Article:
A new study has shed light on the relationship between the Irish and Celtic faith.
The study, published in the Journal of Religious Research, reveals the importance of the connection between the two religions.
“Our findings demonstrate that a significant number of Celtics identify with a belief in God in a sense similar to that of Catholics and Protestants,” says study author Professor Paul Egan, of the School of Oriental and African Studies (SOAS).
“This is not surprising as they believe in God, but that the nature of their relationship to God is unique and different to that between Catholics and Protestantism.”
The importance of this relationship in the Irish Catholic and Protestant worlds is that the Irish have a unique view of God, and therefore they believe God exists in a supernatural, invisible realm.
“There is a belief among the Irish that the world is governed by God who is an omnipotent being who can cause any physical phenomenon in order to further his goals, as in the creation of the universe, the fall of Adam, and the salvation of mankind.”
Our research suggests that this is a very distinct view of the supernatural in terms of the concept of ‘God’, and that it has a more complex and nuanced meaning than other religious groups in Ireland.
“Celtic religious beliefs have a very rich cultural history, dating back to the ancient Irish tradition of oral and religious tradition.”
In terms of beliefs, Professor Egan says that while the Irish Catholics have a strong sense of personal responsibility, the Protestants have a less positive view of themselves and a greater need for external authority, which has shaped their worldview.
“This has led to a sense of a need for an external authority which they attribute to God, whereas the Irish believe that they are divinely inspired by God,” he says.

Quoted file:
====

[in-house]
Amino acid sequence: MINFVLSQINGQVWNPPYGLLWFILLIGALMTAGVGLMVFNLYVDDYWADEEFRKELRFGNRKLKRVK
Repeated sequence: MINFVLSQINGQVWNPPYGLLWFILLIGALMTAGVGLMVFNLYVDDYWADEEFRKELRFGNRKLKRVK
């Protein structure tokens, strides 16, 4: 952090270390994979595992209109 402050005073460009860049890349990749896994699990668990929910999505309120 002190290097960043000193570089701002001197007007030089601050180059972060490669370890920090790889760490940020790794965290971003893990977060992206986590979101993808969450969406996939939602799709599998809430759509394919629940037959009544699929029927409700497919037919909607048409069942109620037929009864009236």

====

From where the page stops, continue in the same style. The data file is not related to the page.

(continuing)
“We are not talking about a different way of thinking about things here, but a different view of how the world works.”
They are a relatively small religious group, and we can understand their view of things from the perspective of a larger group.
“The study, led by Professor Paul Hogg, of SOAS, also reveals that while Protestants are more likely to believe in a supreme being than Catholics, the Irish are more accepting of people who share their beliefs.”
In the Irish context, the importance for belief in the supernatural is not just about the physical reality of God but about the sense of being an individual person, rather than an impersonal being who has a higher power over all things,” he explains.”
For Protestants, God is not only the power to bring about the end of evil, but also the source of personal salvation.
“It is in this sense that the Church of Ireland and the Catholic Church are both very much about individuals being individuals.”
But what this means for our relationship with the Irish is that we are very much at the mercy of our own faith.
“A belief in a divine being that we can know to be in some way different from us can be very important for us.”
Dr Egan also points out that the religious beliefs of Irish Catholics and Catholics in general are not as well known in the UK as they are in the US.
“I think the UK has a lot of religious history and they have their own mythology, their own rituals and beliefs that they hold dear.
They also have a long history of interfaith dialogue, which I think is very important.”
In this respect, the study finds that there are many similarities between the views held by Irish Catholics in Britain and Irish Catholics across Ireland.
The study suggests that it is important for people of faith in Ireland to develop a shared understanding of the Irish way of life.
For the study, Professor Hogg and his students travelled to Ireland in order “to understand the Irish cultural traditions and to understand their religious beliefs in the context of their modern religious contexts”.
They were also able to look at the role of religion in Irish life.
“Religion in Ireland is not a matter of belief in an external being, but of a sense that people have of themselves as individuals who are worthy of respect and who have a right to be treated with respect and dignity,” Professor Hagg explains.
“The Irish Catholic community has a shared sense of faith that can be found in their everyday practices and beliefs.”
Professor Hogg says that the study highlights the importance that both Irish and British Catholics have in the relationship with their faith.
“We have a common belief that the very fabric of our society depends on the quality of our religious beliefs and practices.”
That is not something to be underestimated.
“While we have a lot to learn from the Irish, I think that it’s good that we learn from them too.”